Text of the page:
Vaccine adjuvants--understanding molecular mechanisms to improve vaccines

Egli, Adrian and Santer, Deanna M. and Barakat, Khaled and Zand, Martin and Levin, Aviad and Vollmer, Madeleine and Weisser, Maja and Khanna, Nina and Kumar, Deepali and Tyrrell, D. Lorne and Houghton, Michael and Battegay, Manuel and O'Shea, Daire. (2014) Vaccine adjuvants--understanding molecular mechanisms to improve vaccines. Swiss Medical Weekly, 144. w13940.

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Official URL: https://edoc.unibas.ch/61719/

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Infectious pathogens are responsible for high utilisation of healthcare resources globally. Attributable morbidity and mortality remains exceptionally high. Vaccines offer the potential to prime a pathogen-specific immune response and subsequently reduce disease burden. Routine vaccination has fundamentally altered the natural history of many frequently observed and serious infections. Vaccination is also recommended for persons at increased risk of severe vaccine-preventable disease. Many current nonadjuvanted vaccines are poorly effective in the elderly and immunocompromised populations, resulting in nonprotective postvaccine antibody titres, which serve as surrogate markers for protection. The vaccine-induced immune response is influenced by: (i.) vaccine factors i.e., type and composition of the antigen(s), (ii.) host factors i.e., genetic differences in immune-signalling or senescence, and (iii.) external factors such as immunosuppressive drugs or diseases. Adjuvanted vaccines offer the potential to compensate for a lack of stimulation and improve pathogen-specific protection. In this review we use influenza vaccine as a model in a discussion of the different mechanisms of action of the available adjuvants. In addition, we will appraise new approaches using "vaccine-omics" to discover novel types of adjuvants.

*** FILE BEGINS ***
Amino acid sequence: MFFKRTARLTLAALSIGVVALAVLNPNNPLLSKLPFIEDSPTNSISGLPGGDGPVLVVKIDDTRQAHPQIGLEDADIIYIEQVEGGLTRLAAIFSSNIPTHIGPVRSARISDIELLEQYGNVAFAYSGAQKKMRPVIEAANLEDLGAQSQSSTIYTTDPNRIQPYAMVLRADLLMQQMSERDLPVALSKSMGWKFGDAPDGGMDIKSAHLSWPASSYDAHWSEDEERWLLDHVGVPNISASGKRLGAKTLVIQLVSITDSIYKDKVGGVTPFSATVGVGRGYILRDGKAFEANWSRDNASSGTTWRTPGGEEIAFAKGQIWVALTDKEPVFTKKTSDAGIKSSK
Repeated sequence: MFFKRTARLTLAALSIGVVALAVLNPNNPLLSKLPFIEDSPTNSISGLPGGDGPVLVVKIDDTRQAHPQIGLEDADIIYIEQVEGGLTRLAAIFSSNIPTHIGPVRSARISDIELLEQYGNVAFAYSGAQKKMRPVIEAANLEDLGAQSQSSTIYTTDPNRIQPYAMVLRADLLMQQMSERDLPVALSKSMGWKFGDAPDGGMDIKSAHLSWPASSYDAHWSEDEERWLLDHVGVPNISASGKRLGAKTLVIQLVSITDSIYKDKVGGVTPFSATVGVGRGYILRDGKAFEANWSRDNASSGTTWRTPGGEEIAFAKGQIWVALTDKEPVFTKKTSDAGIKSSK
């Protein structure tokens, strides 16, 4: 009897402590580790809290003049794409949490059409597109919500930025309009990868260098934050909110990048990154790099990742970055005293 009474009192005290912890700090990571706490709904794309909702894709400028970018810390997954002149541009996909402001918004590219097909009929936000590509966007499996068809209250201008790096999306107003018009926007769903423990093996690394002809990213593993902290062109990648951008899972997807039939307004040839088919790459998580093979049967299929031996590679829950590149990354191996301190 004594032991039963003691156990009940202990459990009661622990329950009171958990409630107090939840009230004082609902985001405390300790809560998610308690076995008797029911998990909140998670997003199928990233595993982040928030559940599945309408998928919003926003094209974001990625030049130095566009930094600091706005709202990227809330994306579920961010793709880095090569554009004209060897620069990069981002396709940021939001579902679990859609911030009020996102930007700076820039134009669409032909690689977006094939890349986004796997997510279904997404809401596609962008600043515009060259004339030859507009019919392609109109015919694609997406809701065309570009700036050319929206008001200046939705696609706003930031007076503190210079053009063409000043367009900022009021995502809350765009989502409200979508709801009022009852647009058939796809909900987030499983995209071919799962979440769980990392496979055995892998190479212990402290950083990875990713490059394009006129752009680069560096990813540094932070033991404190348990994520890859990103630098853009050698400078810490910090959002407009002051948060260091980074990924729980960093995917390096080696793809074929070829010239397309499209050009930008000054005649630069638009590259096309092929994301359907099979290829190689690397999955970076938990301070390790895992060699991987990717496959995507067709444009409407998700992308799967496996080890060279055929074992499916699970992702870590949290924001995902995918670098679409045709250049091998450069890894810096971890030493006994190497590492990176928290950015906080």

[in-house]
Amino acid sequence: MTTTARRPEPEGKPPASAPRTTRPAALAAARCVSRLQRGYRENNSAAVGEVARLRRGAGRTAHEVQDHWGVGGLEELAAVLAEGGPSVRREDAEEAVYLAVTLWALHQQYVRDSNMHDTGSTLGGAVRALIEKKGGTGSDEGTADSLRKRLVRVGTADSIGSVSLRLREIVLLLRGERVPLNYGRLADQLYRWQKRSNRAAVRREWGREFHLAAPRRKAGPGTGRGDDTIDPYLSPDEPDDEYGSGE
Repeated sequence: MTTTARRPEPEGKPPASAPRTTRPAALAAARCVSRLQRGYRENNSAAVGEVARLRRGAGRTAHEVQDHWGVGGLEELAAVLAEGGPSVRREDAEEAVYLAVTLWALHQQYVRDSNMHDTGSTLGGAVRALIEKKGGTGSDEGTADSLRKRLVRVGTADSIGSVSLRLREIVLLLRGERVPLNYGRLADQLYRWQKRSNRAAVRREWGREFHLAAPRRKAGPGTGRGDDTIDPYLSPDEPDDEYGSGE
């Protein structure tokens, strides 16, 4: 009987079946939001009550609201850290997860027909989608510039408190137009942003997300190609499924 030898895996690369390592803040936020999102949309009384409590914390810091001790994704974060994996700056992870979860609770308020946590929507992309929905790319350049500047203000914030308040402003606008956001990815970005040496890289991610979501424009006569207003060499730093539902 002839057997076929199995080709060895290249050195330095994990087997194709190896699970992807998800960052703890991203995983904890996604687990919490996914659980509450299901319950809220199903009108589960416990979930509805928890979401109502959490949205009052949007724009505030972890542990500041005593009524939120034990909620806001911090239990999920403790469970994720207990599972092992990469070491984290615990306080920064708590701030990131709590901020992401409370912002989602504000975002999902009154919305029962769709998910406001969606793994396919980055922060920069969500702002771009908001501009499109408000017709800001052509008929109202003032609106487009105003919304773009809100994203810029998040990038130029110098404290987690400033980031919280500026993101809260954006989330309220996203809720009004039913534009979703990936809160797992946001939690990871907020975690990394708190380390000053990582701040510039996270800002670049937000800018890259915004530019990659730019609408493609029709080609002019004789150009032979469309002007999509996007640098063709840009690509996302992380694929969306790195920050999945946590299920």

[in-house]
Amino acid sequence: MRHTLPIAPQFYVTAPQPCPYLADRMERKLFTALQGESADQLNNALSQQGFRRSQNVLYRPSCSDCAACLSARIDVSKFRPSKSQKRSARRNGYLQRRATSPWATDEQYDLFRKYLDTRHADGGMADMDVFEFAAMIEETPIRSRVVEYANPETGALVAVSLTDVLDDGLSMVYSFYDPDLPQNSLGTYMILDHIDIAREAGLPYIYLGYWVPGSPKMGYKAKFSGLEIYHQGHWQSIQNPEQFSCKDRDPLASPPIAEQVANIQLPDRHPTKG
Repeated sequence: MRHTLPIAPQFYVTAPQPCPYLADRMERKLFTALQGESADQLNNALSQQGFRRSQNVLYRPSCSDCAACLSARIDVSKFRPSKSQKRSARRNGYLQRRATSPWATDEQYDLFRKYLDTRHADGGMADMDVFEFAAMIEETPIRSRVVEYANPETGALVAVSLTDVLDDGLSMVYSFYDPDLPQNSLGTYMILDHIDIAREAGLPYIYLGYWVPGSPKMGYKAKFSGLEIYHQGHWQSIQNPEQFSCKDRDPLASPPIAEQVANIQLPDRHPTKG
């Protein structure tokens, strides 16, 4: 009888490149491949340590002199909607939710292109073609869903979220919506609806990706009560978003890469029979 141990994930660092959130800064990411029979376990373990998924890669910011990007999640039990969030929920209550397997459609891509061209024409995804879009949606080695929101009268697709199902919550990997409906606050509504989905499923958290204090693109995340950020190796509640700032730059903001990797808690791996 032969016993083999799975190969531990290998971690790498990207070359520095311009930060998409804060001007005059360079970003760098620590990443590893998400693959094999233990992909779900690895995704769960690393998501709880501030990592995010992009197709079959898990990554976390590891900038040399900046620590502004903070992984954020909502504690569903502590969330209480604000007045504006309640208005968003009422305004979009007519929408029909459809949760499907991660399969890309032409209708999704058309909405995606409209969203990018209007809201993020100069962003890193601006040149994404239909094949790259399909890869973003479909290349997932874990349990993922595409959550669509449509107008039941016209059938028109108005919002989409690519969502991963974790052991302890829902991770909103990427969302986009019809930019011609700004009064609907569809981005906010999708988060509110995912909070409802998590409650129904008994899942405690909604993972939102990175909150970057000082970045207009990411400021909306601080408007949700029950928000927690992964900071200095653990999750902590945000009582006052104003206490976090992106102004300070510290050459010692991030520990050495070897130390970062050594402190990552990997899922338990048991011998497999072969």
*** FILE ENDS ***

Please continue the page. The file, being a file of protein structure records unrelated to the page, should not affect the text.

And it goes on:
Faculties and Departments:03 Faculty of Medicine > Departement Biomedizin > Department of Biomedicine, University Hospital Basel > Applied Microbiology Research (Egli)
03 Faculty of Medicine > Departement Biomedizin > Department of Biomedicine, University Hospital Basel > Infection Biology (Khanna)
UniBasel Contributors:Egli, Adrian and Khanna, Nina
Item Type:Article, refereed
Article Subtype:Further Journal Contribution
Publisher:EMH Schweizerischer Arzteverlag
Note:Publication type according to Uni Basel Research Database: Journal item
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Last Modified:22 Jul 2020 12:38
Deposited On:22 Jul 2020 12:38

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